functional nutrition

Sibo Doctor Approved
Alyssa Simpson RD, CDE, CLT
Alyssa Simpson

(602) 422-9800

Sibo Doctor Approved
certified gastrointestinal nutritionist
Sibo Doctor Approved
certified gastrointestinal nutritionist

SIBO Diet Meal Plan – 7-day SIBO Diet Plan pdf

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Sibo diet recipes

Table of Contents

Small Intestinal Bacterial Overgrowth (SIBO) happens when there’s an overabundance of bacteria in the small intestine, where there should normally be very little.

This disrupts its regular functions and can lead to symptoms like bloating, gas, diarrhea, and abdominal pain.

Although there are many symptoms of IBS and SIBO, which vary between individuals, in my practice, I have noticed that one of the hallmark symptoms of clients with SIBO is bloating that worsens with eating and toward the end of the day.

Comprehensive and lasting SIBO treatment involves a combination of dietary changes, antibiotics or herbal antimicrobials, and addressing underlying conditions to prevent relapse.

Download your SIBO Diet Meal Plan pdf

Dietary Management of SIBO

Dietary choices play a crucial role in managing SIBO symptoms because certain foods can either make symptoms better or worse.

Essentially, when bacteria get their favorite foods, they produce gas, which can cause bloating, gas, and burping, and affect how quickly things move through our digestive system, sometimes leading to constipation or diarrhea.

What are their favorite foods? Avoiding high-FODMAP foods (fermentable carbohydrates) that feed bacteria and opting for a diet low in sugars and refined carbohydrates is the best and fastest way to alleviate symptoms caused by bacterial overgrowth.

When we keep carbohydrates and sugars moderately low while eating low FODMAP foods, we call this SIBO specific diet.

If you’re eager to dive right in, go ahead and download your SIBO Meal Plan now. Keep reading for further details about the SIBO diet and my approach to effectively eliminating SIBO for good.

The reason for this post

The SIBO specific diet might seem quite limiting if you don’t have the right resources, but it doesn’t have to be that way. If you simply rely on a list of foods and try to combine them for a basic meal, things can get pretty dull.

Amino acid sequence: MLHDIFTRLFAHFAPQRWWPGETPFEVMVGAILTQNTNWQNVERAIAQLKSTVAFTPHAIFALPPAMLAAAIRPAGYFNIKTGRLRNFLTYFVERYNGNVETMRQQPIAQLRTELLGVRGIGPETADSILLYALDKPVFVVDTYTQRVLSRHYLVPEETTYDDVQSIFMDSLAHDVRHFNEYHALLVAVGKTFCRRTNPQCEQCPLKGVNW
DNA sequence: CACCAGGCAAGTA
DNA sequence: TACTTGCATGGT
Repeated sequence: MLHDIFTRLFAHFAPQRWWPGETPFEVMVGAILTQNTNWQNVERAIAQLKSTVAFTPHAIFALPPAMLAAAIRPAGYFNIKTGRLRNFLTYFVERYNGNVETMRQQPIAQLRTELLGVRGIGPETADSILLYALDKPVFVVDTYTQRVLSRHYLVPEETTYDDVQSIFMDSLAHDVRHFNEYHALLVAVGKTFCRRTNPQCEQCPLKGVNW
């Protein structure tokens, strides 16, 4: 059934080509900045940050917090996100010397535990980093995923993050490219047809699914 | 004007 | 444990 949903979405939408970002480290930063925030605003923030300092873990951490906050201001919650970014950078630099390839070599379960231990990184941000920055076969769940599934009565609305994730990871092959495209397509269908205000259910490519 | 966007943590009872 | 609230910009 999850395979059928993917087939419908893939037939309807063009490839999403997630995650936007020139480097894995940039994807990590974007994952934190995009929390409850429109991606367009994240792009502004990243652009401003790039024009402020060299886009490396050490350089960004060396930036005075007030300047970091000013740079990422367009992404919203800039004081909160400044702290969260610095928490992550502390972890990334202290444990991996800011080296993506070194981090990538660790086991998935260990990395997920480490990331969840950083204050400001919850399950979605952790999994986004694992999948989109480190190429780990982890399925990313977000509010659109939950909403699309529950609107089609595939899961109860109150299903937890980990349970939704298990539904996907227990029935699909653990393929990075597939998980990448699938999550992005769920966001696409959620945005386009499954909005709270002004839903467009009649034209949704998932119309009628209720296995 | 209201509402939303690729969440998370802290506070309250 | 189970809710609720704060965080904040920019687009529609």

It is important to me that my clients get the necessary nutrients while also loving what they eat, even when following the guidelines of a therapeutic diet like the SIBO diet.

In this blog post, we explore the best foods for SIBO, providing a SIBO diet pdf and complete guide to flavorful and gut-friendly meals designed specifically for those dealing with SIBO.

These dishes are simple to follow and use low-FODMAP ingredients with minimal sugars and processed starches to provide the best possible relief from symptoms.

How to get rid of SIBO

For most people with SIBO, simply taking a 2-week course of antibiotics, which is the standard treatment, doesn’t always do the trick.

In my practice, I implement a thorough SIBO protocol designed to fully eradicate the bacterial overgrowth from the small intestine and return it to normal levels.

This typically includes extended antimicrobial support, usually herbal, and may involve addressing digestion, motility, the gut-brain connection, and other vital aspects of digestive health.

The approach is tailored to each client’s individual needs, concerns, and contributing factors.

Lastly, it’s crucial to identify the underlying cause of SIBO for each client and manage it effectively to prevent recurrence.

The purpose of the SIBO diet

In the meantime, while you are focusing on clearing the SIBO and healing and rebalancing your gut, the SIBO diet can provide significant relief from your symptoms.

Often when I’m working with clients, the SIBO diet is our first step, because let’s face it, it’s hard to focus on any aspect of your health when you are feeling so terrible.

Although it’s not intended to be the ultimate long-term solution, the SIBO diet has brought significant relief to many of my clients while we work on clearing their SIBO and addressing the underlying causes.

Once the SIBO is cleared, high FODMAP foods are reintroduced in phases to assess tolerance, and starches are increased to normal amounts.

The SIBO diet approach emphasizes consuming foods that are less likely to feed the bacteria in the small intestine, aiming to alleviate symptoms such as bloating and gas.

Key ingredients in SIBO diet recipes

The low FODMAP diet’s complexity exceeds the scope of this post, but you can find two of my favorite apps to help you navigate the low FODMAP/SIBO diet with ease in my IBS Resource Guide.

Meanwhile, to give you an idea of what to eat with SIBO, here are some low-FODMAP foods included in the SIBO diet plan.

If you’re ready to jump in and explore my gut-friendly meals, download them here.

Low-FODMAP Fruits:









Honeydew melon


Low-FODMAP Vegetables:


Bell peppers (red, yellow, green)






Potatoes (white and sweet)


Green beans

Lean proteins

Chicken (skinless, boneless breast)

Turkey (skinless, boneless breast)

Fish (e.g., salmon, trout, cod)

Shellfish (e.g., shrimp, crab, lobster)

Lean cuts of beef (e.g., sirloin, tenderloin)